The Best Of Both Worlds – Episode 46

The valet was interrupted as Lord Witney burst in.

“Good morning, Inspector. I do apologise for my late arrival.” He clutched a page of newspaper. “Runciman, I will need the motor brought round at once.”

Taking the butler aside, he unfolded the sheet, revealing a photograph.

Runciman shook his head. It was those women again, making utter fools of themselves with their banners and rallies, and getting themselves arrested. But just as he was wondering why his Lordship should have found the incident a matter of such urgency, his eyes rested on a woman at the side of the picture, her arm in the firm grasp of a police officer. The pinched face was unmistakable.

So that was where Hester had gone!

Lord Witney folded the newspaper, and Mr Mott appeared.

“Beg pardon, my Lord, the crock boy said you had sent for me?”

“Good morning, Mott. Inspector, I shall leave you in the capable hands of my butler, as I have an . . . errand to do. Don’t worry about the motor, Runciman, I shall see to it myself.” Lord Witney turned and was gone.

The inspector cleared his throat.

“These gardening books. Do they belong to you?”

“Yes, sir,” Mr Mott replied, puzzled. “I lent them to Ben Hanshaw.”

“Does he work for you?”

“Not officially, sir. I met the boy by chance, and have grown to trust him. In my view he has the makings of a fine gardener, and I wanted to give him a chance. In fact, I sent him to London for a couple of days with one of my journeymen, to the Royal Horticultural Exhibition. There is one every year at this time, an exhibition of apples. The lads will return this evening.”

Jenny bit her lip. Sarah had written to her about Ben’s mysterious announcement, and her suspicion that he was hiding something under his jacket. If only he’d explained about the books, and where he was going! Sarah and Joe would have been pleased.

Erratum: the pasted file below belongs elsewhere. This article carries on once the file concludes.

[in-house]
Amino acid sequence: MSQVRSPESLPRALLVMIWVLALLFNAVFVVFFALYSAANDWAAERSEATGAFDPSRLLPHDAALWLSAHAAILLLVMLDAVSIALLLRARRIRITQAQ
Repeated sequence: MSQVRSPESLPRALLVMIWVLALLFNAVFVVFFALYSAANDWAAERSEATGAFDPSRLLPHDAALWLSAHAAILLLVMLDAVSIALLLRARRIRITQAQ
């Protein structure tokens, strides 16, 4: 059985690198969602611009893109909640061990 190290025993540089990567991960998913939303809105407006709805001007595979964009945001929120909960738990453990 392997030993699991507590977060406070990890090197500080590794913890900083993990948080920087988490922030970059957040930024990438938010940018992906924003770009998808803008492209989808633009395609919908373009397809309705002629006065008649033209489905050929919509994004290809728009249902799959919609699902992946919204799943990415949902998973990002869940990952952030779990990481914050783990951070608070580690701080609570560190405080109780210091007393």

He’d been unable to resist telling Jenny about his work in the garden, but had told her he wanted to keep his new life secret, at least for the moment.

The inspector picked up the black box, and Jenny held her breath as he lifted the lid. But he frowned as he took out a bracelet made of scarlet beads.

Jenny gasped.

“But that’s not ”

“There has obviously been a mistake.” Runciman’s jaw twitched as he eyed Phillip, whose face had contorted into a confused scowl.

The bracelet was made of cheap coloured glass, and Jenny guessed that Ben must have bought it from a pedlar or perhaps at the market. But the beads were graceful teardrops, and the colour was bright as holly berries. It looked very pretty as it twirled from the inspector’s fingers.

She gazed at it, unaware of Dorie’s soft sobs behind her. But suddenly they exploded.

“Oh! It was me! But I didn’t mean . . .” Dorie gasped for breath and was barely understandable.

“Dorie! What in the world?” Jenny whirled round.

“Ah.” The inspector walked slowly towards the terrified girl. “A confession.”

“Please, sir,” Jenny said, “she’s very upset.”

Runciman came forward.

“I believe it would be prudent to allow Jenny to question the girl.”

It took half an hour for her to extract an explanation from the wailing Dorie. She’d been sent upstairs to help Alice bring down the washing buckets from all the extra cleaning after the electricians had finished. Seeing the countess’s necklace on the dressing-table, Dorie had been unable to resist draping it round her neck.

“It was just to see how I looked. But then I heard the countess coming!”

In a panic, Dorie had hidden it down her chemise and had slipped out. She had been waiting all morning for a moment when she could sneak back upstairs and replace it. But the moment hadn’t come.

“Please, sir,” Jenny pleaded. “I’m sure Dorie wasn’t going to keep it.”

Mr Runciman dropped his voice.

“The fact is, that girl wouldn’t know the first thing about selling a valuable piece. I believe the incident was a slip of character which will not happen again.”

Under cover of Jenny’s arm, Dorie extracted the countess’s necklace from inside her dress, and held it out in her trembling palm.


Used to make posts more anonymous, eg a criminal case where you don’t want to expose the actual journalist.